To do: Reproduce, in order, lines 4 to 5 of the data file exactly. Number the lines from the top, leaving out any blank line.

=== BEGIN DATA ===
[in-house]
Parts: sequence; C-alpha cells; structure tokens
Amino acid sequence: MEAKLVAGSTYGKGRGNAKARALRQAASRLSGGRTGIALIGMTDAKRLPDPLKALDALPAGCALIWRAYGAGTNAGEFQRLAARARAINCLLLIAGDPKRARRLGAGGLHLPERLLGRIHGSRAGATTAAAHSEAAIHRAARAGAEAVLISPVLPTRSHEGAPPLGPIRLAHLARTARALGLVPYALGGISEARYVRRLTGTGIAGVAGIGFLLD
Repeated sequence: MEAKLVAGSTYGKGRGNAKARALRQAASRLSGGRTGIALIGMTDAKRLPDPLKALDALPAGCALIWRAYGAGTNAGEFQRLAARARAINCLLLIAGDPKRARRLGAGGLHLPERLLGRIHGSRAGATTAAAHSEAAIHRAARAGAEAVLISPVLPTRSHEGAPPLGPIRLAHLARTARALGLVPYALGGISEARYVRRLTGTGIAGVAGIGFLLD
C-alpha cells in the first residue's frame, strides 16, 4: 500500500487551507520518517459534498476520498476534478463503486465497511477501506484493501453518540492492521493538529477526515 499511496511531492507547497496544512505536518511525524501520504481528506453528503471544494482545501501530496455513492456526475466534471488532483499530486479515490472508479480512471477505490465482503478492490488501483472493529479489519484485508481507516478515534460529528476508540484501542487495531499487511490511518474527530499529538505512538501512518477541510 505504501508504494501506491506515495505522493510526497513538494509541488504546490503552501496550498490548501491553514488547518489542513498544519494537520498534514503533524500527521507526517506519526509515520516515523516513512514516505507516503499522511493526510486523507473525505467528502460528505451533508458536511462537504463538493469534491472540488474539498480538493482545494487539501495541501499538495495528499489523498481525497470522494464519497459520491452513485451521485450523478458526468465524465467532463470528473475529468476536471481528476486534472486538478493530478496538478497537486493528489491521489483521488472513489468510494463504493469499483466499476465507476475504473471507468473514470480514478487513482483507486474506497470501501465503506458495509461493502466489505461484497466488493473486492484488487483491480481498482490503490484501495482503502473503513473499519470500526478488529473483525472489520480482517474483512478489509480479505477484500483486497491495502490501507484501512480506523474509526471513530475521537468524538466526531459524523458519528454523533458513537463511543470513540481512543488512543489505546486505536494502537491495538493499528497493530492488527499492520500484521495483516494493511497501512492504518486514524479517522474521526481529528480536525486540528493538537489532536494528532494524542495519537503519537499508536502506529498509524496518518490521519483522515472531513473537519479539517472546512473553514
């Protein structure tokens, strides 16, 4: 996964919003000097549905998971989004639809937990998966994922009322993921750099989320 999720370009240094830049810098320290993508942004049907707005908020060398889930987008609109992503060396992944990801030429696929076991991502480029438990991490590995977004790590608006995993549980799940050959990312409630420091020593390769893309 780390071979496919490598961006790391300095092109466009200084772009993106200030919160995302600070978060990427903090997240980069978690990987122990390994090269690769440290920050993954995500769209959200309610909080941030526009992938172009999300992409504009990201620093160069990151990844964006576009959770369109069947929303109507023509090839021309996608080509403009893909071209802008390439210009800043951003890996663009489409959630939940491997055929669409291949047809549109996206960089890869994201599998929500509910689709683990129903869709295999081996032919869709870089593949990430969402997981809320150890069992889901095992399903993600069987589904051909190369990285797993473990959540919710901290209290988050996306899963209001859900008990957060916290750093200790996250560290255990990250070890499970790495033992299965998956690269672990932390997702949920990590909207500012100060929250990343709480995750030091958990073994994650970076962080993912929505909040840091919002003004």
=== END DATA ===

Repeated sequence: MEAKLVAGSTYGKGRGNAKARALRQAASRLSGGRTGIALIGMTDAKRLPDPLKALDALPAGCALIWRAYGAGTNAGEFQRLAARARAINCLLLIAGDPKRARRLGAGGLHLPERLLGRIHGSRAGATTAAAHSEAAIHRAARAGAEAVLISPVLPTRSHEGAPPLGPIRLAHLARTARALGLVPYALGGISEARYVRRLTGTGIAGVAGIGFLLD
C-alpha cells in the first residue's frame, strides 16, 4: 500500500487551507520518517459534498476520498476534478463503486465497511477501506484493501453518540492492521493538529477526515 499511496511531492507547497496544512505536518511525524501520504481528506453528503471544494482545501501530496455513492456526475466534471488532483499530486479515490472508479480512471477505490465482503478492490488501483472493529479489519484485508481507516478515534460529528476508540484501542487495531499487511490511518474527530499529538505512538501512518477541510 505504501508504494501506491506515495505522493510526497513538494509541488504546490503552501496550498490548501491553514488547518489542513498544519494537520498534514503533524500527521507526517506519526509515520516515523516513512514516505507516503499522511493526510486523507473525505467528502460528505451533508458536511462537504463538493469534491472540488474539498480538493482545494487539501495541501499538495495528499489523498481525497470522494464519497459520491452513485451521485450523478458526468465524465467532463470528473475529468476536471481528476486534472486538478493530478496538478497537486493528489491521489483521488472513489468510494463504493469499483466499476465507476475504473471507468473514470480514478487513482483507486474506497470501501465503506458495509461493502466489505461484497466488493473486492484488487483491480481498482490503490484501495482503502473503513473499519470500526478488529473483525472489520480482517474483512478489509480479505477484500483486497491495502490501507484501512480506523474509526471513530475521537468524538466526531459524523458519528454523533458513537463511543470513540481512543488512543489505546486505536494502537491495538493499528497493530492488527499492520500484521495483516494493511497501512492504518486514524479517522474521526481529528480536525486540528493538537489532536494528532494524542495519537503519537499508536502506529498509524496518518490521519483522515472531513473537519479539517472546512473553514